SUPER BOWL FOR SCALLYWAGS
The Republican Party has been synonymous, at least notionally, with political and cultural conservatism for two generations. Now it is synonymous with President Donald Trump – not “Trumpism,” because there is no such thing beyond the president’s reflexive love of tariffs and dislike of immigrants. Trumpism is whatever Trump tweeted this morning. The coming election is about little else than Trump. Not the growing economy, not the trade wars, not even such golden oldies as gay marriage. It’s about Trump and what voters think of him, which isn’t great news for the elephant.
For most of the year soothsayers have seen the possibility – occasionally the likelihood – of a Democratic wave this November, sweeping Democratic majorities into both the House of Representatives and the Senate. It’s an unusual moment in political time: The economy is humming, consumer confidence is high, and Gallup says 90% of Americans are “satisfied with their job security.” Meanwhile, a solid majority say the country is on the wrong track. Despite ups and downs, Trump’s approval rating always regresses to a mean in the low to mid-40s, though some polls weeks before the election show his approval dropping several points below 40%. More ominous is the notable lack of intensity among the people who do like Trump. Fully 90% of Republicans approve of the president, but fewer than 50% of them “strongly approve.” Nationwide, according to a recent CNN survey, nearly half of potential voters “strongly disapprove” of him – meaning if you don’t like the president, you really, really don’t like him and will happily share this opinion in the voting booth. That imbalance in enthusiasm is likely to hold until November 6 and beyond.
You’d think Democratic candidates on the campaign trail would be flogging Trump like a rented mule and make him issue No. 1. Some are, but most are keen on the principle of letting sleeping dogs lie. Democratic voters don’t need any more motivation, and a candidate who loudly made Trump the issue, even in a district that leans Democratic, might rouse enough Trump voters to make an election closer than it should be.
The great exception to this is a band of candidates, including a few incumbents, who vow to pursue impeachment proceedings against Trump if Democrats take the House. The alleged impeachable offense varies from the president’s imagined violations of the Constitution’s emoluments clause to the still-unproved charge of collusion with the Russian government. But the reason for impeachment doesn’t matter. The House of Representatives can impeach the president over an unpaid parking ticket if it wants to, so long as a majority of members persuade themselves it’s a “high crime and misdemeanor.”
The political class has taken to insisting that a Democratic House majority will lead inevitably to impeachment. The leadership’s long memory makes that unlikely.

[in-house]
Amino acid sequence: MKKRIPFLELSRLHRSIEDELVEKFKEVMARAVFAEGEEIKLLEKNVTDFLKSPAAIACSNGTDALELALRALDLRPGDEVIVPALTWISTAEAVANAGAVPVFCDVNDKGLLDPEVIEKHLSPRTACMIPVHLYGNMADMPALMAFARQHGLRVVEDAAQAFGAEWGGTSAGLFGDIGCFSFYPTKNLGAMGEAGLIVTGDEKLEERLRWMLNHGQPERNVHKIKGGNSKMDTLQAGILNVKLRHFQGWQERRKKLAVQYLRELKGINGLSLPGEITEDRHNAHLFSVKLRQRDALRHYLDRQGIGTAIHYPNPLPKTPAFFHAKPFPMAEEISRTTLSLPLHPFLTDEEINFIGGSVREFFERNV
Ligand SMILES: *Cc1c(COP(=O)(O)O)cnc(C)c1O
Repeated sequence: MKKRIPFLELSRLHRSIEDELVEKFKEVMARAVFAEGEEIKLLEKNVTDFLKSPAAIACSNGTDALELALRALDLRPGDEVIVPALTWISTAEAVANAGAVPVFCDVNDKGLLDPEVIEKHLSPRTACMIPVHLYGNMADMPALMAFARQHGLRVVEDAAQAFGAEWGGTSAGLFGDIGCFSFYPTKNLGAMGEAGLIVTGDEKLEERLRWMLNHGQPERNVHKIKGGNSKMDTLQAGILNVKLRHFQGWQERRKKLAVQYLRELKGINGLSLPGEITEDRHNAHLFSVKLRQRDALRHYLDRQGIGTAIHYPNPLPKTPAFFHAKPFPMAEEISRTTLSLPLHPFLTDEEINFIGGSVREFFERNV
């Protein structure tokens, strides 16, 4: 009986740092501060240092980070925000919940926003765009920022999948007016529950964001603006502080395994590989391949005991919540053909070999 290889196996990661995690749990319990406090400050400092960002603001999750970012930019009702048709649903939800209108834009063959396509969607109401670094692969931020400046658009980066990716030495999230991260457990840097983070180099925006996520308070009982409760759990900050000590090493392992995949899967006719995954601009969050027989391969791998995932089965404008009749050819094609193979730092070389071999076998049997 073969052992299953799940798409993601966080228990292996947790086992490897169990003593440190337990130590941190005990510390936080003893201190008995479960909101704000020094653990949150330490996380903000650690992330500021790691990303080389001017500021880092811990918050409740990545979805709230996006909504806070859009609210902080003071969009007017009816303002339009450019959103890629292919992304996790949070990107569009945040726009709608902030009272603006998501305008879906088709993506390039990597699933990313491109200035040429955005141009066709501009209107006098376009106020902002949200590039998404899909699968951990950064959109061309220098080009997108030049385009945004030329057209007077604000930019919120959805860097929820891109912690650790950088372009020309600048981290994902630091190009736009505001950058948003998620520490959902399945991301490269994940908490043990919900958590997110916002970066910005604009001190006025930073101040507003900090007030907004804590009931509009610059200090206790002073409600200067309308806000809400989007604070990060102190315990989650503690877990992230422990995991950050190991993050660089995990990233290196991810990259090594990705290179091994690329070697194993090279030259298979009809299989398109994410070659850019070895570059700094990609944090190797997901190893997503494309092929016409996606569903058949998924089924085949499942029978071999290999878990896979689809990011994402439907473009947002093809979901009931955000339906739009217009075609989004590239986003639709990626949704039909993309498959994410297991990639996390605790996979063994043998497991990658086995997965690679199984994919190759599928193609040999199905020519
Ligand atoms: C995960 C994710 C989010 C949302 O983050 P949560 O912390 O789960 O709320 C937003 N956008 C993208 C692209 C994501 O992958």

Any impeachment drive would have to proceed next year over the objections of the Democratic leadership in Congress. Nancy Pelosi and Chuck Schumer have both been in Washington long enough to have witnessed the impeachment of Bill Clinton in 1998 by the Republican-controlled House, and they remember the result in that off-year election: Expecting to gain 30 or more seats in the House, Republicans instead lost five and put their majority in jeopardy. Schumer and Pelosi also remember that the ripples from Clinton’s impeachment toppled not one but two Republican congressional leaders, Speaker Newt Gingrich and his anointed successor Bob Livingston. As the 2018 election heats up, the political class has taken to insisting that a Democratic House majority will lead inevitably to impeachment. The leadership’s long memory makes that unlikely. They remember Napoleon’s famous axiom: Do not interrupt your enemy when Robert Mueller is in the process of destroying him.
Trump and his advisers hope the same voters who lifted him to victory will reassemble this November to save the day. He’s scheduled more than a dozen rallies in key states to make sure they do. But even he’s expressed doubt. (I will pause for a moment so you can recover from that sentence.) “There’s a real question whether [Republicans] are even going to vote if I’m not on the ballot,” Trump said not long ago.
This is the most self-centered and inside-out way of expressing a real insight. Trump won’t want to admit it, but in 2016 he benefited massively from “ABH syndrome,” the bug that struck large numbers of voters who decided to vote for “Anybody But Hillary.” Whatever her other virtues – I’m thinking, I’m thinking – Clinton was not only one of the most familiar personages ever to run for president but also one of the most intensely disliked. (A cynic would even say those two facts are related.) Political scientists argue how much of Trump’s vote can be attributed solely to ABH. Another affliction undoubtedly helped him as well: “EDT,” afflicting voters who decided they would vote for “Even Donald Trump” if it meant defeating Hillary Clinton. Which is to say the Trump coalition wasn’t entirely, or even mostly, about Trump the man. It is unlikely to gather again with Clinton safely retired.